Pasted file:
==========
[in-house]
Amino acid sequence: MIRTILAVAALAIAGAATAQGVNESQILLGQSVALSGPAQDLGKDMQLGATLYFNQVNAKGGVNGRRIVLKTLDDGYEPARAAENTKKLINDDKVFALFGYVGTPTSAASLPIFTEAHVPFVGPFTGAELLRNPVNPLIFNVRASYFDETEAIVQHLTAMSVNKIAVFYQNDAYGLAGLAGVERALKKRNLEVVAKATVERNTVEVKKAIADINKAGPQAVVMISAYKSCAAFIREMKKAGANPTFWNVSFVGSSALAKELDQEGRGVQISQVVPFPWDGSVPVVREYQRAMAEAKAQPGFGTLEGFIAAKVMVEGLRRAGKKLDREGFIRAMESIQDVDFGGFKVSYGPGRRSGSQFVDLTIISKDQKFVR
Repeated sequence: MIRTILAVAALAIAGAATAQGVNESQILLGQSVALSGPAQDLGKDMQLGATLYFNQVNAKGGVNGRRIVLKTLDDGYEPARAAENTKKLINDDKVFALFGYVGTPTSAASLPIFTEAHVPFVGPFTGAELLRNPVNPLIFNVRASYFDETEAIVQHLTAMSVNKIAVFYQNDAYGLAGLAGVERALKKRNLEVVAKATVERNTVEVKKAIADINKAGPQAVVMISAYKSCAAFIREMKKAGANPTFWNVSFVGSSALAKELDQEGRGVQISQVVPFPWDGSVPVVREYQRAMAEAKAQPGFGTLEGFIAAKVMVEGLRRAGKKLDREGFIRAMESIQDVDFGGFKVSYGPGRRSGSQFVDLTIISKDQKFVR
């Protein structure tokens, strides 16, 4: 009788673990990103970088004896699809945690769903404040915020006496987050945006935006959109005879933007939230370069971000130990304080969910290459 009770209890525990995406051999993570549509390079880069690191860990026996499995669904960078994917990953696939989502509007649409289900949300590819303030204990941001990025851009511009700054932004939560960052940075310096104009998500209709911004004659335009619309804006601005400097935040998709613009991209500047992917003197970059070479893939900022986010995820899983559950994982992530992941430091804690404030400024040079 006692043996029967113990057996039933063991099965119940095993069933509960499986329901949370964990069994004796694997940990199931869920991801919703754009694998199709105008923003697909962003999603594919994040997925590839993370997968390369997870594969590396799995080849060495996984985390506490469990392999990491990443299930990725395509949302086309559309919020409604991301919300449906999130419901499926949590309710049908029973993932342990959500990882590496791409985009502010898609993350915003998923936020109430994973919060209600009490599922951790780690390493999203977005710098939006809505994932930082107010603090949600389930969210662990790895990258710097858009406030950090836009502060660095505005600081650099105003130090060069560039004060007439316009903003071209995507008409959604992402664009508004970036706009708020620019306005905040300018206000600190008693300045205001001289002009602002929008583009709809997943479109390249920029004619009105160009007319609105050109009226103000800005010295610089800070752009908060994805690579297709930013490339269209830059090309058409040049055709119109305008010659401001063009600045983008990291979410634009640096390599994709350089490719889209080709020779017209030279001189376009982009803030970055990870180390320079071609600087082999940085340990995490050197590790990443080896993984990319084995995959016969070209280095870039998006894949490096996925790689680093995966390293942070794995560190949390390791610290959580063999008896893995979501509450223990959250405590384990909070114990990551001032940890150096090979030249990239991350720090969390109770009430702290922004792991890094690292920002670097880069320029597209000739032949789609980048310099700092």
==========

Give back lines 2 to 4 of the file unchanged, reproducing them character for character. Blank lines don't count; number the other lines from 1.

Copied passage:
Amino acid sequence: MIRTILAVAALAIAGAATAQGVNESQILLGQSVALSGPAQDLGKDMQLGATLYFNQVNAKGGVNGRRIVLKTLDDGYEPARAAENTKKLINDDKVFALFGYVGTPTSAASLPIFTEAHVPFVGPFTGAELLRNPVNPLIFNVRASYFDETEAIVQHLTAMSVNKIAVFYQNDAYGLAGLAGVERALKKRNLEVVAKATVERNTVEVKKAIADINKAGPQAVVMISAYKSCAAFIREMKKAGANPTFWNVSFVGSSALAKELDQEGRGVQISQVVPFPWDGSVPVVREYQRAMAEAKAQPGFGTLEGFIAAKVMVEGLRRAGKKLDREGFIRAMESIQDVDFGGFKVSYGPGRRSGSQFVDLTIISKDQKFVR
Repeated sequence: MIRTILAVAALAIAGAATAQGVNESQILLGQSVALSGPAQDLGKDMQLGATLYFNQVNAKGGVNGRRIVLKTLDDGYEPARAAENTKKLINDDKVFALFGYVGTPTSAASLPIFTEAHVPFVGPFTGAELLRNPVNPLIFNVRASYFDETEAIVQHLTAMSVNKIAVFYQNDAYGLAGLAGVERALKKRNLEVVAKATVERNTVEVKKAIADINKAGPQAVVMISAYKSCAAFIREMKKAGANPTFWNVSFVGSSALAKELDQEGRGVQISQVVPFPWDGSVPVVREYQRAMAEAKAQPGFGTLEGFIAAKVMVEGLRRAGKKLDREGFIRAMESIQDVDFGGFKVSYGPGRRSGSQFVDLTIISKDQKFVR
């Protein structure tokens, strides 16, 4: 009788673990990103970088004896699809945690769903404040915020006496987050945006935006959109005879933007939230370069971000130990304080969910290459 009770209890525990995406051999993570549509390079880069690191860990026996499995669904960078994917990953696939989502509007649409289900949300590819303030204990941001990025851009511009700054932004939560960052940075310096104009998500209709911004004659335009619309804006601005400097935040998709613009991209500047992917003197970059070479893939900022986010995820899983559950994982992530992941430091804690404030400024040079 006692043996029967113990057996039933063991099965119940095993069933509960499986329901949370964990069994004796694997940990199931869920991801919703754009694998199709105008923003697909962003999603594919994040997925590839993370997968390369997870594969590396799995080849060495996984985390506490469990392999990491990443299930990725395509949302086309559309919020409604991301919300449906999130419901499926949590309710049908029973993932342990959500990882590496791409985009502010898609993350915003998923936020109430994973919060209600009490599922951790780690390493999203977005710098939006809505994932930082107010603090949600389930969210662990790895990258710097858009406030950090836009502060660095505005600081650099105003130090060069560039004060007439316009903003071209995507008409959604992402664009508004970036706009708020620019306005905040300018206000600190008693300045205001001289002009602002929008583009709809997943479109390249920029004619009105160009007319609105050109009226103000800005010295610089800070752009908060994805690579297709930013490339269209830059090309058409040049055709119109305008010659401001063009600045983008990291979410634009640096390599994709350089490719889209080709020779017209030279001189376009982009803030970055990870180390320079071609600087082999940085340990995490050197590790990443080896993984990319084995995959016969070209280095870039998006894949490096996925790689680093995966390293942070794995560190949390390791610290959580063999008896893995979501509450223990959250405590384990909070114990990551001032940890150096090979030249990239991350720090969390109770009430702290922004792991890094690292920002670097880069320029597209000739032949789609980048310099700092």